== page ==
After three weeks, Texas legislators have little to show for their efforts.
After three weeks, Texas legislators have little to show for their efforts.
Abbott Photo by World Travel & Tourism Council/Flickr, Straus Photo by David Martin Davies/Flickr, , Patrick Photo by David Martin Davies/Flickr

Zero Special Session Bills Have Fully Passed. What the Heck Is Going on in Austin?

Just ten days remain in the Texas Legislature's special session, and no fully passed bills have reached the desk of Governor Greg Abbott just yet.

Which means it's time to pop some popcorn and settle in for the show.

The House and the Senate have each taken starkly different approaches to addressing the 20 items on Governor Abbott's agenda, which range from property tax changes to school finance reform to further restrictions on Planned Parenthood. Yet while the Senate has whizzed through nearly all items on Abbott's list, the House has taken what House Speaker Joe Straus has called a more "deliberate" approach, slowly and carefully considering the items before taking them up on the floor and, in some cases, not considering bills at all.

This is the case with the bathroom bill. Straus and many other House Republicans have remained strongly opposed to the bathroom legislation that has been described as discriminatory against transgender Texans. The most controversial item on Abbott's special-session agenda, the bathroom bill may end up as a dangerous, twisted bargaining chip that Lieutenant Dan Patrick could use against the House, by refusing to pass key bills the House has supported unless the lower chamber approves the bathroom bill. For example: The House just passed a bill to restore $70 million in Medicaid funding for disabled children's therapy programs — despite the fact that this bill wasn't on Abbott's list of priorities and is therefore against the special session rules. Will the Senate also flout Abbott's agenda if the House doesn't offer something in return?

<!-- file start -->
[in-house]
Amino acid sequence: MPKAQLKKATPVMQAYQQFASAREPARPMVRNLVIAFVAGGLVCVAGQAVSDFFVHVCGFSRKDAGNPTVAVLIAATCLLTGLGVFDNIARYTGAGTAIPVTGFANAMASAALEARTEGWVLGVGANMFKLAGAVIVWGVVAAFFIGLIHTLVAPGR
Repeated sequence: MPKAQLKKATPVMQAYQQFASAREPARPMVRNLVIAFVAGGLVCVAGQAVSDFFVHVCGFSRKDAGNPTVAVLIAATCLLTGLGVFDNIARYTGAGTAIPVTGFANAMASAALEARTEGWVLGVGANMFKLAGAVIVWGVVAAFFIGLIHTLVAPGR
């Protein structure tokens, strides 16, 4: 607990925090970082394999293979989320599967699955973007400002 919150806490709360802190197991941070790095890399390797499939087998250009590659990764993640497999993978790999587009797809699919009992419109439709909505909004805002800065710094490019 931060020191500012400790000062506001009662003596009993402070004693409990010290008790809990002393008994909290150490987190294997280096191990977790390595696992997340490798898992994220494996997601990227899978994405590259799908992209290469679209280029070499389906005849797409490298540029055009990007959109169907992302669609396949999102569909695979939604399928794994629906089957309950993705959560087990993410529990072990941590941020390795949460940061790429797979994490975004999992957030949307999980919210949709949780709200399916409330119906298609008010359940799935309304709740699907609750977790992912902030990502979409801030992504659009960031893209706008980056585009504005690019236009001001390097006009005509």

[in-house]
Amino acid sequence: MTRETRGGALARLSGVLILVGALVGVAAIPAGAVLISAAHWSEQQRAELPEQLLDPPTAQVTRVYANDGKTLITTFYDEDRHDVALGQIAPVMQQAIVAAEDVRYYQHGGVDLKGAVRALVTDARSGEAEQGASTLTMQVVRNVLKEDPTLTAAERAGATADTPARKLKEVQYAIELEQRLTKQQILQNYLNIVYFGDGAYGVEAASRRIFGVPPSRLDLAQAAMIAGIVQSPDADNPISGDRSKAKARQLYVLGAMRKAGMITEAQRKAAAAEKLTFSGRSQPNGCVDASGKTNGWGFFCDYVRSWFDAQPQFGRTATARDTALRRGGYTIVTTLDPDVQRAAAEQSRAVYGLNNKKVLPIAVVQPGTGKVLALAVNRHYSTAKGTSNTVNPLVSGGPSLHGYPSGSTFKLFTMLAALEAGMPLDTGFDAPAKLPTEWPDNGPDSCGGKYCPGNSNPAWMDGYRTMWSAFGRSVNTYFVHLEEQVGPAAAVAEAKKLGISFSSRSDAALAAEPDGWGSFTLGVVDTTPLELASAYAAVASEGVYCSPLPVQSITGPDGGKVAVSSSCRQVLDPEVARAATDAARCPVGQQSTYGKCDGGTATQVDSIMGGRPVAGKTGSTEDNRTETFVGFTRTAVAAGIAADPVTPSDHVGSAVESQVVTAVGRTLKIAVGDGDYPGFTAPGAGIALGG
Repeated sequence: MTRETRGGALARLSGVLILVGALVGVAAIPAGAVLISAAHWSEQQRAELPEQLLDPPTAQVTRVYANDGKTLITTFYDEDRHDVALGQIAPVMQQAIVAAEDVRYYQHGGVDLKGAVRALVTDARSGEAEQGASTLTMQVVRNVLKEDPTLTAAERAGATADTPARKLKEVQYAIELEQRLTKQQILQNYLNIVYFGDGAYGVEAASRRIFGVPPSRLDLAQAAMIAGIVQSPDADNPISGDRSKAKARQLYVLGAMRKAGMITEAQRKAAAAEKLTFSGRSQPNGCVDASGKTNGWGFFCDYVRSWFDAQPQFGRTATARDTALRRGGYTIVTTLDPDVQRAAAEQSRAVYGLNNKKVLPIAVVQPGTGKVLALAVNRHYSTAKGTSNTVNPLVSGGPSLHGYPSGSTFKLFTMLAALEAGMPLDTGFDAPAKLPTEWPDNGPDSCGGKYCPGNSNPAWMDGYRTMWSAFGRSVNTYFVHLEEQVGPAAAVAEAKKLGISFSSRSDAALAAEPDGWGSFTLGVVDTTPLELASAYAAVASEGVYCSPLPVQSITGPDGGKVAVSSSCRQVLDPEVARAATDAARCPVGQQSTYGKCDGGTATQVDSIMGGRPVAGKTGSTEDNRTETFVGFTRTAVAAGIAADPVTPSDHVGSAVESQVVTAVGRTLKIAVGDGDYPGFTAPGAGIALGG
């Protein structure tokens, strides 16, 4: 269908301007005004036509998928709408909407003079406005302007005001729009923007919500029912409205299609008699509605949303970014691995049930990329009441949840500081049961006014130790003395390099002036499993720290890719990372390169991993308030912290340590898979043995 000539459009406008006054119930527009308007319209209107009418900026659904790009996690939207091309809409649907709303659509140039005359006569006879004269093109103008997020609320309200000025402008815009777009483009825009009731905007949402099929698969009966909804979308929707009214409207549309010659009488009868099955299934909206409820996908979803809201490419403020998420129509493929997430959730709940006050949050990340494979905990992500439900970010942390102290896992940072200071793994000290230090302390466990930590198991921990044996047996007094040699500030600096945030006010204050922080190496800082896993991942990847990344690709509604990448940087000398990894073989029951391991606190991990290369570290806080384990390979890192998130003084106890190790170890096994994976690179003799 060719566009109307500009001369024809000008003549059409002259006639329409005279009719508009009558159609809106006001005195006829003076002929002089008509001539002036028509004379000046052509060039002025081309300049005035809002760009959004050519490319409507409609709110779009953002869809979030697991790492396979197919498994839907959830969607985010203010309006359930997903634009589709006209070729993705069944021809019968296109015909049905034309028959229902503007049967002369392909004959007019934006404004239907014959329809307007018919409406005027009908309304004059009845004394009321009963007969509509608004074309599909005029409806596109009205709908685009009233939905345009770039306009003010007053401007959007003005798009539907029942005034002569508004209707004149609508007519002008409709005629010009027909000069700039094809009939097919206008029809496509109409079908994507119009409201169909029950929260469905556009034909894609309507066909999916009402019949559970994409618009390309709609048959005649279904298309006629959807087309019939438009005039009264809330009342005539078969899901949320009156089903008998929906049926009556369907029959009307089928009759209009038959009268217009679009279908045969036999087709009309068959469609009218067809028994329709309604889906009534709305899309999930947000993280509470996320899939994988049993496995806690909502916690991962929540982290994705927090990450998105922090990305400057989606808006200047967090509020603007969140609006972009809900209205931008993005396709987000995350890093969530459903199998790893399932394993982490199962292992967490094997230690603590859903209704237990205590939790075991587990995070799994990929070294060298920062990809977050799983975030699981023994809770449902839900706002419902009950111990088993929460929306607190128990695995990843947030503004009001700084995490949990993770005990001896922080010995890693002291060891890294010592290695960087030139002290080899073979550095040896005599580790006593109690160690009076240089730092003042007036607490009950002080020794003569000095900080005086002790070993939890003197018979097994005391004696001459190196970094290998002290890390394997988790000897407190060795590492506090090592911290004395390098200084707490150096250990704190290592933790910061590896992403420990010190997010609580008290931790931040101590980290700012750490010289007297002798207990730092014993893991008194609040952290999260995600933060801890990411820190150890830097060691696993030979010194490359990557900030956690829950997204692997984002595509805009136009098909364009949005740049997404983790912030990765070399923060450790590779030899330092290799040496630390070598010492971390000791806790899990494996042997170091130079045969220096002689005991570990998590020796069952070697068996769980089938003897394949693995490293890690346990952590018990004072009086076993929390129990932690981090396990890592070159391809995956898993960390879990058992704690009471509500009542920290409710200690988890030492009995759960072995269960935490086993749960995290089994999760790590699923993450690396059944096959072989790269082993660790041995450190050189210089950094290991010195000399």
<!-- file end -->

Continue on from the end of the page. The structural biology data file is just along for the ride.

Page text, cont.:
That's the kind of politically scorn-worthy scenario that could take these final ten days down to the wire. Collectively, no bills have yet passed both chambers and landed on Abbott's desk, and only eight items on Abbott's agenda have passed in some form through each chamber, meaning the House and the Senate will now be taking opportunities to tweak (or completely mess up) each other's legislation. And given the bad vibes between Straus and Patrick — who recently said he and Straus haven't had a formal face-to-face meeting in months — you may as well guarantee there will be more arguing and disagreement than teamwork.

That said, here's where the House and the Senate are at within three key policy areas.

EDUCATION. Both the House and the Senate have passed some form of school-finance reform bill — but as usual, they are deeply contrasting bills. The House voted Friday to pour $1.8 billion into the underfunded, largely broken public-school finance system — but while the Senate also voted to boost public-school funding by $270 million, that funding boost was tacked onto a school-choice voucher bill. Senate Bill 2 would subsidize private-school tuition for disabled kids, a measure that the House loudly rejected during the regular session, angering Patrick. It looks as if it's going nowhere this session, too: On Friday, the House completely replaced SB2 with a new proposal — spending $30 million on after-school education programs for kids in special ed.